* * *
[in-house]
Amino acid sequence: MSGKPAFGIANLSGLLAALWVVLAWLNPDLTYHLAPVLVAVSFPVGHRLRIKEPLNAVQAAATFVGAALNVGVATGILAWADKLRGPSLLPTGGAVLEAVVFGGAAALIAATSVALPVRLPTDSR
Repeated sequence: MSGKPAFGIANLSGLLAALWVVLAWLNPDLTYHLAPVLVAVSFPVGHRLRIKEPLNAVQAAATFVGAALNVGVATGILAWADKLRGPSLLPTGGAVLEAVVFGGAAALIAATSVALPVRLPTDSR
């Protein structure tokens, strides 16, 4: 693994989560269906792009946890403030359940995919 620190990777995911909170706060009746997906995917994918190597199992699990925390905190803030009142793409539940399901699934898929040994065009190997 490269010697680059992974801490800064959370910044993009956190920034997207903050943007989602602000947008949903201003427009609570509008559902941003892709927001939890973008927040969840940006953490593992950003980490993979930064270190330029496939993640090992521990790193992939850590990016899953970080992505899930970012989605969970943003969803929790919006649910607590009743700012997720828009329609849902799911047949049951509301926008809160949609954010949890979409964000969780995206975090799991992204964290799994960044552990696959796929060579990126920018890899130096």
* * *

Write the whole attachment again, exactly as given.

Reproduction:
[in-house]
Amino acid sequence: MSGKPAFGIANLSGLLAALWVVLAWLNPDLTYHLAPVLVAVSFPVGHRLRIKEPLNAVQAAATFVGAALNVGVATGILAWADKLRGPSLLPTGGAVLEAVVFGGAAALIAATSVALPVRLPTDSR
Repeated sequence: MSGKPAFGIANLSGLLAALWVVLAWLNPDLTYHLAPVLVAVSFPVGHRLRIKEPLNAVQAAATFVGAALNVGVATGILAWADKLRGPSLLPTGGAVLEAVVFGGAAALIAATSVALPVRLPTDSR
């Protein structure tokens, strides 16, 4: 693994989560269906792009946890403030359940995919 620190990777995911909170706060009746997906995917994918190597199992699990925390905190803030009142793409539940399901699934898929040994065009190997 490269010697680059992974801490800064959370910044993009956190920034997207903050943007989602602000947008949903201003427009609570509008559902941003892709927001939890973008927040969840940006953490593992950003980490993979930064270190330029496939993640090992521990790193992939850590990016899953970080992505899930970012989605969970943003969803929790919006649910607590009743700012997720828009329609849902799911047949049951509301926008809160949609954010949890979409964000969780995206975090799991992204964290799994960044552990696959796929060579990126920018890899130096």